On 22 June 2015, the Australian Prudential Regulation Authority (APRA) released a letter to all Chief Executive Officers (CEOs) of general insurers, Level 2 insurance groups and life companies (collectively, the insurers) encouraging them to adopt better public disclosure practices for prudential matters.

The current capital adequacy framework for insurers is based on a three pillar approach, the third pillar being disclosure requirements. APRA currently requires insurers to disclose to the public its capital base, prescribed capital amount and their respective components. However, APRA has observed that the public disclosure practices adopted by a number of insurers in Australia are lagging behind the industry’s better practice.

APRA has identified a few practical approaches that may assist insurers in enhancing their public disclosure practices. Insurers are specifically asked to consider:

  1. making their existing reporting documents to regulators publicly available – this includes financial, directors’ and auditors’ reports;
  2. providing qualitative disclosures that make financial disclosures more meaningful;
  3. enhancing their financial disclosures through providing key performance statistics and analysis of profit and loss at different classes of business in addition to overall aggregate results;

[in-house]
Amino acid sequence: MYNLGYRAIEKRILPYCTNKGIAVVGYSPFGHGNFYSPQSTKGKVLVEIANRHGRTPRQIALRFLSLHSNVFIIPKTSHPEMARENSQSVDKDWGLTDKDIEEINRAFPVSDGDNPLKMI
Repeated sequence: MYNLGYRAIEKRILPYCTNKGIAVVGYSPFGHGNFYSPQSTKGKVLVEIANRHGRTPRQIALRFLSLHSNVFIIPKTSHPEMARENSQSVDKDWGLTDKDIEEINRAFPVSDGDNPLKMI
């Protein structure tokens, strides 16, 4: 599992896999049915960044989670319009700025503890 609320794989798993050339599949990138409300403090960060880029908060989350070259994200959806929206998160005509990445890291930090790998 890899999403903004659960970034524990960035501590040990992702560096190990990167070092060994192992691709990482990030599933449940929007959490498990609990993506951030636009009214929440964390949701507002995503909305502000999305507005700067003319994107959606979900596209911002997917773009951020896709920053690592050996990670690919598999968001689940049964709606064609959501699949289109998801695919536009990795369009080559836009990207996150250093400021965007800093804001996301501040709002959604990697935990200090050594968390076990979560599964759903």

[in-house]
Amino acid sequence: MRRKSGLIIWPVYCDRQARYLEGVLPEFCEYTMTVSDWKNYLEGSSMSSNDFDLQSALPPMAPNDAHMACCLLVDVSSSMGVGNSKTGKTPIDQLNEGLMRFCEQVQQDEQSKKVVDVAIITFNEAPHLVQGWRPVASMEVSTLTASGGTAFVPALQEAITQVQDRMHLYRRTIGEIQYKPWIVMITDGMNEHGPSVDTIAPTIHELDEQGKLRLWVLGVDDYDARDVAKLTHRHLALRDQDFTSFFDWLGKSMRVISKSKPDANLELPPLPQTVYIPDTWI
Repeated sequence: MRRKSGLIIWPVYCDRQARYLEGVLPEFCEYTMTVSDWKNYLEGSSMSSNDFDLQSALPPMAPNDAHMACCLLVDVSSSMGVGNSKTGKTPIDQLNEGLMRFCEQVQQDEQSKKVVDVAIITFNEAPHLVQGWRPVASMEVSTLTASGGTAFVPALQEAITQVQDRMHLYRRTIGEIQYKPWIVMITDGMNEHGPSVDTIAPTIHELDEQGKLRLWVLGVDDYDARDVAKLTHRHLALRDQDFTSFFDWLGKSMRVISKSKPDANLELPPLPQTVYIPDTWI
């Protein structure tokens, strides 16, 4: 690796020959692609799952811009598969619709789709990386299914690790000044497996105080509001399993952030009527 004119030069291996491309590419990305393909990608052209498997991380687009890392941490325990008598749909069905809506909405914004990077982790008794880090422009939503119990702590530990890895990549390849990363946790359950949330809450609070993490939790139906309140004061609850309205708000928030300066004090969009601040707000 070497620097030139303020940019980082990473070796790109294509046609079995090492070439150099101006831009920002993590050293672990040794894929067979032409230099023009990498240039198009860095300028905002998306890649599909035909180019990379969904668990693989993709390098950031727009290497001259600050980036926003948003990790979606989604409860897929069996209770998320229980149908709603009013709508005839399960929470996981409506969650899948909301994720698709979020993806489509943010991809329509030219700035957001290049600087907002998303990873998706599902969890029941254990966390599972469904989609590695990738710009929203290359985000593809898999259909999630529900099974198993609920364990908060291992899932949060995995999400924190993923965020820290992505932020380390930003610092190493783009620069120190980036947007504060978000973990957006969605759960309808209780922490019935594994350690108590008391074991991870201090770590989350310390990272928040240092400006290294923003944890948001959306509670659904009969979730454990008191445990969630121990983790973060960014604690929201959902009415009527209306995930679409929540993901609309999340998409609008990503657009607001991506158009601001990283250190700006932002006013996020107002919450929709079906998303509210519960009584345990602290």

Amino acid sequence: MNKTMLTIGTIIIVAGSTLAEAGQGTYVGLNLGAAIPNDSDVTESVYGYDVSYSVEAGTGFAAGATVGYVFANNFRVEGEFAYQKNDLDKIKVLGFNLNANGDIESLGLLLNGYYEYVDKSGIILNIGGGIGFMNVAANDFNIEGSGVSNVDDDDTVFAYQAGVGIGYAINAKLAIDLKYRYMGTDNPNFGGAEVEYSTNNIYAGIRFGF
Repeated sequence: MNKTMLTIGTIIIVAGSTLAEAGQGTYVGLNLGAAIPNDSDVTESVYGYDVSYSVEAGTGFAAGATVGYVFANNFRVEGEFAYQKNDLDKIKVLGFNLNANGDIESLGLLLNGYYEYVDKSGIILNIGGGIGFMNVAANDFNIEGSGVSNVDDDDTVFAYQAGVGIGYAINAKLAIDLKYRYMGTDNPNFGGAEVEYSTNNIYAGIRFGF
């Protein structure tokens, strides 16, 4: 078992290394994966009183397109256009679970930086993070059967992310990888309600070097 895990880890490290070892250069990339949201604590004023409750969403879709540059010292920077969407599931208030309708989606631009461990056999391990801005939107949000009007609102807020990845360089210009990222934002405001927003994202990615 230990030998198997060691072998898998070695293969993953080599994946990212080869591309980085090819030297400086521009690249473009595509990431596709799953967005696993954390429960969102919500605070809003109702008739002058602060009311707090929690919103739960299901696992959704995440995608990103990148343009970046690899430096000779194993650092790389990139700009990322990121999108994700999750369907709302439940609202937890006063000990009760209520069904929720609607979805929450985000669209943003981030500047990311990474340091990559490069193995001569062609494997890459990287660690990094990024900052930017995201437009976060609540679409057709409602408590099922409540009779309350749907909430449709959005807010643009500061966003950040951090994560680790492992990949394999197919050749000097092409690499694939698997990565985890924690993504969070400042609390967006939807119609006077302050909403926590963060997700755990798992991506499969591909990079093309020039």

4. improving corporate governance, remuneration and risk management disclosures by providing information on matters such as the experience and qualifications of individual board members or senior staff; or how an insurer’s risk appetite is incorporated into business decision making in practice;
  5. adopting appropriate platforms for making public disclosures for prudential purposes to ensure that the information is readily and freely available; and
  6. what information is appropriate and not appropriate to release into the public domain.

APRA has not imposed additional compulsory disclosure requirements on insurers at this stage but has strongly encouraged insurers to consider its recommendations to improve public disclosure practices for prudential purposes.